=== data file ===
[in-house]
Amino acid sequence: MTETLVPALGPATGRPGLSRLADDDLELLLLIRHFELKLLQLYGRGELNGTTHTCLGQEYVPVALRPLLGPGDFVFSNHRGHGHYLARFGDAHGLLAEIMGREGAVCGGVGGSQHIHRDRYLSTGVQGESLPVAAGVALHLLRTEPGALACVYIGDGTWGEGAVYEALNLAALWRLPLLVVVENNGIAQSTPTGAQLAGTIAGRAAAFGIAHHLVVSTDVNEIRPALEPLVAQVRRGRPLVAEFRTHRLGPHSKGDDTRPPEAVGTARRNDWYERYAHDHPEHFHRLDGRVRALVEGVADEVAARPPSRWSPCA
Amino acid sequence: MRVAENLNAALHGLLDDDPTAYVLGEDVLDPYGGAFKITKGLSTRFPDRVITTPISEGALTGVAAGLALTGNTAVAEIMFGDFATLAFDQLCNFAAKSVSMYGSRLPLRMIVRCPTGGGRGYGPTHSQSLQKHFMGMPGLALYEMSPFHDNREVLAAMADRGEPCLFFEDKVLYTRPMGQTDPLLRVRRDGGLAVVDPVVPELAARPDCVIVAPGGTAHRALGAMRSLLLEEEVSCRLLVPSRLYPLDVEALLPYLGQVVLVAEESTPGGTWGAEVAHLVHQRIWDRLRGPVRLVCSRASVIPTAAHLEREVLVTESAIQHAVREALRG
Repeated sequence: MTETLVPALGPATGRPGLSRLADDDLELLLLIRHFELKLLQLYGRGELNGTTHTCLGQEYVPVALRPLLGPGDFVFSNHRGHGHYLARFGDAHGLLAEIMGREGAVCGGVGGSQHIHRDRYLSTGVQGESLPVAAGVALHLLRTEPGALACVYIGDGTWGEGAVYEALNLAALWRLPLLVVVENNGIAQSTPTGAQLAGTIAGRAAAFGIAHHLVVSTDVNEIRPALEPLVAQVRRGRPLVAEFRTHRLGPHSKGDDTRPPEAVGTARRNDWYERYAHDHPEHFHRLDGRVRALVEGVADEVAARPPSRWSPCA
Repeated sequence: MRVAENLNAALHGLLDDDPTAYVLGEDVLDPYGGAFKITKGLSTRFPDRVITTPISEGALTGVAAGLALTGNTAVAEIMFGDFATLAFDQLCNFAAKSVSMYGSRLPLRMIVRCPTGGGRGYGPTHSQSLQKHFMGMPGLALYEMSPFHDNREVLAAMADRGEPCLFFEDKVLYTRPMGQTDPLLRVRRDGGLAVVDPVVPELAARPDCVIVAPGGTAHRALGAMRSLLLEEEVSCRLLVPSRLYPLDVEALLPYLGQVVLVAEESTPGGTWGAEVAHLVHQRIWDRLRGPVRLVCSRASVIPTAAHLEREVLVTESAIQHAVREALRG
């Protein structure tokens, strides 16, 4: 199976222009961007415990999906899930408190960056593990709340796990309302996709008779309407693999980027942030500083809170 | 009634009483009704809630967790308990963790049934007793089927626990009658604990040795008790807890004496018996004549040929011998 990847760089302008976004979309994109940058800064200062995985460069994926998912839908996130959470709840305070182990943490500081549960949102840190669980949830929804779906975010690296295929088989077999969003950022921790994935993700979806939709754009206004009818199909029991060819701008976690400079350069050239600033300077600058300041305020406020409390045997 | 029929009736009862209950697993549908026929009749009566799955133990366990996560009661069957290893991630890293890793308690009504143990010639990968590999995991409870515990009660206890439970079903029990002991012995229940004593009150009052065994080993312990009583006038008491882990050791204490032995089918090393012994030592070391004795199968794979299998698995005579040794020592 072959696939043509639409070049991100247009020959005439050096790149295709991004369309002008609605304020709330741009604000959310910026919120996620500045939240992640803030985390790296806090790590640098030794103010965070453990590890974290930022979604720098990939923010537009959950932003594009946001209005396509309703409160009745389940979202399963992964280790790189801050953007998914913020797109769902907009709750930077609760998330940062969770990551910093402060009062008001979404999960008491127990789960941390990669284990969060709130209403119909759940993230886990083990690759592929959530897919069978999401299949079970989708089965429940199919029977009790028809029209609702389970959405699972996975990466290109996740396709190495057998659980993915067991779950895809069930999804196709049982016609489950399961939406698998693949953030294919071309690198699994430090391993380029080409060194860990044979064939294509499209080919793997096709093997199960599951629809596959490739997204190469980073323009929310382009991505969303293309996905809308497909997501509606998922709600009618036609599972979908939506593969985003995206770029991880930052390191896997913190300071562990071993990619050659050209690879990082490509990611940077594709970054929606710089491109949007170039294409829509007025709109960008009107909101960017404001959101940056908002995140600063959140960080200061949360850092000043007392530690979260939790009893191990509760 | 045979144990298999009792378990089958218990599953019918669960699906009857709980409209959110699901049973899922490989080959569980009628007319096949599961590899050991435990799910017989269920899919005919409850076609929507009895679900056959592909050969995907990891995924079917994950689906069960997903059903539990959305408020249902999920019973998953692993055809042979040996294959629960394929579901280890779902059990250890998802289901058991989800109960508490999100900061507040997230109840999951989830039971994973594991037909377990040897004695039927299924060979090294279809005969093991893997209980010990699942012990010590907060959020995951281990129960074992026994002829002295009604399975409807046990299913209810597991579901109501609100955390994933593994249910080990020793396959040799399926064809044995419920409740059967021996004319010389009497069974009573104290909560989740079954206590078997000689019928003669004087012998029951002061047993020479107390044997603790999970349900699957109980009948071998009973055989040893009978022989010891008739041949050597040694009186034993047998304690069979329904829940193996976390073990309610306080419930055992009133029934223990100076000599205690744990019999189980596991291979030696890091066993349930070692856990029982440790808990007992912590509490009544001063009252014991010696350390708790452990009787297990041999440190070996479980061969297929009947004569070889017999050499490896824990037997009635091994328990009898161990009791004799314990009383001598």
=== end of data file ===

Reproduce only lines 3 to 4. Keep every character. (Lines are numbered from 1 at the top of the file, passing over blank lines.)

Amino acid sequence: MRVAENLNAALHGLLDDDPTAYVLGEDVLDPYGGAFKITKGLSTRFPDRVITTPISEGALTGVAAGLALTGNTAVAEIMFGDFATLAFDQLCNFAAKSVSMYGSRLPLRMIVRCPTGGGRGYGPTHSQSLQKHFMGMPGLALYEMSPFHDNREVLAAMADRGEPCLFFEDKVLYTRPMGQTDPLLRVRRDGGLAVVDPVVPELAARPDCVIVAPGGTAHRALGAMRSLLLEEEVSCRLLVPSRLYPLDVEALLPYLGQVVLVAEESTPGGTWGAEVAHLVHQRIWDRLRGPVRLVCSRASVIPTAAHLEREVLVTESAIQHAVREALRG
Repeated sequence: MTETLVPALGPATGRPGLSRLADDDLELLLLIRHFELKLLQLYGRGELNGTTHTCLGQEYVPVALRPLLGPGDFVFSNHRGHGHYLARFGDAHGLLAEIMGREGAVCGGVGGSQHIHRDRYLSTGVQGESLPVAAGVALHLLRTEPGALACVYIGDGTWGEGAVYEALNLAALWRLPLLVVVENNGIAQSTPTGAQLAGTIAGRAAAFGIAHHLVVSTDVNEIRPALEPLVAQVRRGRPLVAEFRTHRLGPHSKGDDTRPPEAVGTARRNDWYERYAHDHPEHFHRLDGRVRALVEGVADEVAARPPSRWSPCA